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SANS NewsBites is a semiweekly high-level executive summary of the most important news articles that have been published on computer security during the last week. Each news item is very briefly summarized and includes a reference on the web for detailed information, if possible.

Spend five minutes per week to keep up with the high-level perspective of all the latest security news. New issues are delivered free every Tuesday and Friday.

Volume XV - Issue #35

May 03, 2013

The lead story in this issue highlights (again) the U.S. federal
government infecting citizens' computers with malware. President Bill
Clinton called for the government to "lead by example" in cybersecurity.
How can the government expect industry to do the right thing, he asked,
if the government doesn't protect its own systems and show the way? When
Karen Evans was at OMB as federal CIO and when Sameer Bhalotra was in
the White House as deputy cyber czar, there was real progress. Is it
reasonable to ask why we have gone backwards since they left?

On a related note, the second story highlights one of at least five
major defense contractors, directly overseen by DoD, that have been
looted for massive amounts of technical secrets paid for by the American
taxpayer. That "secret data" was supposed to give the U.S. a
technological edge. What is DoD doing?


US Government Website Serving Malware
Classified Data Looted in Three-Year Cyberespionage Campaign
Reputation.com Hit by Security Breach


Foreign Intelligence Surveillance Court Approved All Requests in 2012
Bill in Dutch Legislature Would Give Law Enforcement Broad Cyber Powers
Java Vulnerability in IBM Notes
ISC-CERT Recommendations to Prevent Shamoon Infection
US Army Corps of Engineers' Database Breached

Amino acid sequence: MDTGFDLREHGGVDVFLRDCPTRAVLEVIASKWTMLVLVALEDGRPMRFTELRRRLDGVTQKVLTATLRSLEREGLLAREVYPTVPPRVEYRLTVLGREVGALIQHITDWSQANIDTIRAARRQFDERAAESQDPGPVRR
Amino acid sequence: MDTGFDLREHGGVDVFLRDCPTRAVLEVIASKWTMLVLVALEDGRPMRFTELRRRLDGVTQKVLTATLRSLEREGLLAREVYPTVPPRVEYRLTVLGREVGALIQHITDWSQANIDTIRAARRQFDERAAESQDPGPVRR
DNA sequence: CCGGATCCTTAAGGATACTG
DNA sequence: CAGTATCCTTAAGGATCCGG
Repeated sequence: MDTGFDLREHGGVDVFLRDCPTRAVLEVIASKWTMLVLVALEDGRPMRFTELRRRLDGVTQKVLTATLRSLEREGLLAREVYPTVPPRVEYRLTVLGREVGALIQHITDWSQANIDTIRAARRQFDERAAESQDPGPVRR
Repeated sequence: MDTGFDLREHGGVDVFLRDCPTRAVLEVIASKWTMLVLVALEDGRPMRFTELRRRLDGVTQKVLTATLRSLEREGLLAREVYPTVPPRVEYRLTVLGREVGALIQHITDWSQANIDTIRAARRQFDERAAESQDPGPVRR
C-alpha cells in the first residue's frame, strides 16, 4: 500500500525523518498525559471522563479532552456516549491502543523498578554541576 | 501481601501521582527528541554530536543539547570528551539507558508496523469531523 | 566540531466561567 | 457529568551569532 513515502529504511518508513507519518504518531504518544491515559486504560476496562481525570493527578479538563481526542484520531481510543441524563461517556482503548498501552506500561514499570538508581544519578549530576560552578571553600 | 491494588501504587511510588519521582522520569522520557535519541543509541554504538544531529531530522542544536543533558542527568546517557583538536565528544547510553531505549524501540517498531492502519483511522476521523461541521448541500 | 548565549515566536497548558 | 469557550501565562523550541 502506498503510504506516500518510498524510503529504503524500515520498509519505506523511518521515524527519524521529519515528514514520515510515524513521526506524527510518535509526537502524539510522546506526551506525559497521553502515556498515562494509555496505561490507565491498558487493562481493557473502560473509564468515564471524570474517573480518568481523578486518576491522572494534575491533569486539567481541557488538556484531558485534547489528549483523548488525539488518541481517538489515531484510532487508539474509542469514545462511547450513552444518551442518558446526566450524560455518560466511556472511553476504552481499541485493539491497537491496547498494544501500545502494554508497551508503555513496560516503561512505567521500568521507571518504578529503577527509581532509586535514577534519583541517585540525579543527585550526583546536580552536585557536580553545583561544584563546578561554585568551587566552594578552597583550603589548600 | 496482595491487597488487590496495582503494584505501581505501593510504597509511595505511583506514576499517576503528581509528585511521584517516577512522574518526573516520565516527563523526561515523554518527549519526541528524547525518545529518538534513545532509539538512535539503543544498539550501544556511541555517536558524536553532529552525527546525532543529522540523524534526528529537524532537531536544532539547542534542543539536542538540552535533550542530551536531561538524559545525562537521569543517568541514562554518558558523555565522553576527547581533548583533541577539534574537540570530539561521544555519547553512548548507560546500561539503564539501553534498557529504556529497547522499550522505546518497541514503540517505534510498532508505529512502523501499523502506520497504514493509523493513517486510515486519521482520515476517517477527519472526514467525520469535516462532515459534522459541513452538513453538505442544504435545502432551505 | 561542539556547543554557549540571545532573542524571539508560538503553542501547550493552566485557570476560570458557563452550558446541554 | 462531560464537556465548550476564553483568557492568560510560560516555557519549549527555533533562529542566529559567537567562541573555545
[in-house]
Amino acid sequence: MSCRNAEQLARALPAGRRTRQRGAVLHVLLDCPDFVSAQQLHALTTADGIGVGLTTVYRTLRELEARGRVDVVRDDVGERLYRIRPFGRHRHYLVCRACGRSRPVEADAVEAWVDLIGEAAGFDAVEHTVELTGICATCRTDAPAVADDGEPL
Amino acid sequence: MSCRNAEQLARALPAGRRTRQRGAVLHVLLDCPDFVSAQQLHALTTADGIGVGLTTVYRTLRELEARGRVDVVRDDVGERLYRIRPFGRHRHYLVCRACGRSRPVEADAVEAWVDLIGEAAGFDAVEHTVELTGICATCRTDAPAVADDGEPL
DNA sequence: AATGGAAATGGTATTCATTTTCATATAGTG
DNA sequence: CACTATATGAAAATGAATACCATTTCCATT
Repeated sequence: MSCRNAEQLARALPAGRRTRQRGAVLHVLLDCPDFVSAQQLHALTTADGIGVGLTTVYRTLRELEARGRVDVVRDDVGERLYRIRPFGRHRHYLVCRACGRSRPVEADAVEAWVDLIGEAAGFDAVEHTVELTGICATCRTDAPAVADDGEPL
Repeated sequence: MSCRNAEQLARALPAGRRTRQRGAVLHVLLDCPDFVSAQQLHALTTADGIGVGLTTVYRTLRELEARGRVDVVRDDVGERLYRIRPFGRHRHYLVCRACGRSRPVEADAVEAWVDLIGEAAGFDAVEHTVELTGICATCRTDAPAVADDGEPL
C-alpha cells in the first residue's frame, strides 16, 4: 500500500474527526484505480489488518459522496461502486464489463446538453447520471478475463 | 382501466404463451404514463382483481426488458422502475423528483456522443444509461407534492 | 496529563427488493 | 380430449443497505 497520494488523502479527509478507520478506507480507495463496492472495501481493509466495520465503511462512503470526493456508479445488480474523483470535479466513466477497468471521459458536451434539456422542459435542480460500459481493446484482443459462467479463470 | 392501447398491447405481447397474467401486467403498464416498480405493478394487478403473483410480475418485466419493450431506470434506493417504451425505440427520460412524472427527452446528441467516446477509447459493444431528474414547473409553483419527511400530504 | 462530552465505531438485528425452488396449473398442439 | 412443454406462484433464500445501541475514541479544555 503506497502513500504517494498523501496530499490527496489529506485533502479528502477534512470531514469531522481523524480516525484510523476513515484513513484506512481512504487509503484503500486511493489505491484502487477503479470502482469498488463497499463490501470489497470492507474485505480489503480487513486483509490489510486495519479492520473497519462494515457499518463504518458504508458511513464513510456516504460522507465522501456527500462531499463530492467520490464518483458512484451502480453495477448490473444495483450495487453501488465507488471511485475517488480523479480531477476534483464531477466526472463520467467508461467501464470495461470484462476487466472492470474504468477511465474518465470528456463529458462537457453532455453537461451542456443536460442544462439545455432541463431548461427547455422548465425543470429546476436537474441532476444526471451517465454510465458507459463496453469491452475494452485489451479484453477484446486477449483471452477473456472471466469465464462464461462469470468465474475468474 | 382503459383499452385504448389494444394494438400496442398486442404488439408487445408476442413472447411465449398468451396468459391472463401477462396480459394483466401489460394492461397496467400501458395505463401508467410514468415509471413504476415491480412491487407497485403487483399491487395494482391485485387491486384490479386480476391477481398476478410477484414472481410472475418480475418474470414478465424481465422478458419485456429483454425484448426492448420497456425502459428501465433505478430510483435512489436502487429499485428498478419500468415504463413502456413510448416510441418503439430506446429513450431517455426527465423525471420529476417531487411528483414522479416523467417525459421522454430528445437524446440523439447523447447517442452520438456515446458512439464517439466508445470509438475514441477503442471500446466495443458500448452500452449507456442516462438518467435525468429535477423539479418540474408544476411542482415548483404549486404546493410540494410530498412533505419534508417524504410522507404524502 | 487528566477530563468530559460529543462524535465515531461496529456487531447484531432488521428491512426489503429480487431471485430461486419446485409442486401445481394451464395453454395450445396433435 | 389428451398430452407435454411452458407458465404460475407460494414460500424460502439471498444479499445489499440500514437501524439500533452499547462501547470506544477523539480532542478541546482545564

Mozilla Sends Cease-and-Desist Letter to Company Whose Surveillance Software Pretends to be Firefox
Does Exploiting Firmware Flaw in Video Poker Machine Violate CFAA?
Financial Regulators Consider Implications Of Social Media
Cyberthieves Steal US U$1 Million from Hospital in Fraudulent ACH Transactions

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US Government Is Website Serving Malware To Citizens (May 1, 2013)

A US Department of Labor website was found to be serving up malware to unsuspecting citizens through drive-by download attacks. The code embedded in the Site Exposure Matrices (SEM) page redirects users to other pages that installed malware on their computers. Once redirected, a script attempts to exploit a known flaw in Internet Explorer to install a backdoor that facilitates communication between the infected computer and machines controlled by the hackers. Sadly far too many people have not installed the patch, so their systems are being infected.





[Editor's Note (Pescatore): A good example, and there are many, of where the US Government could best drive higher levels of security by focusing on becoming what Presidential Decision Directive 63 back in *1998* called "a model of information security" on the Internet. Instead, we have way too much federal focus on monitoring of private industry, having private industry share information and creating "yet another framework" for private industry - instead of focusing on making government systems themselves (and by extension those of contractors and suppliers) much, much more secure. ]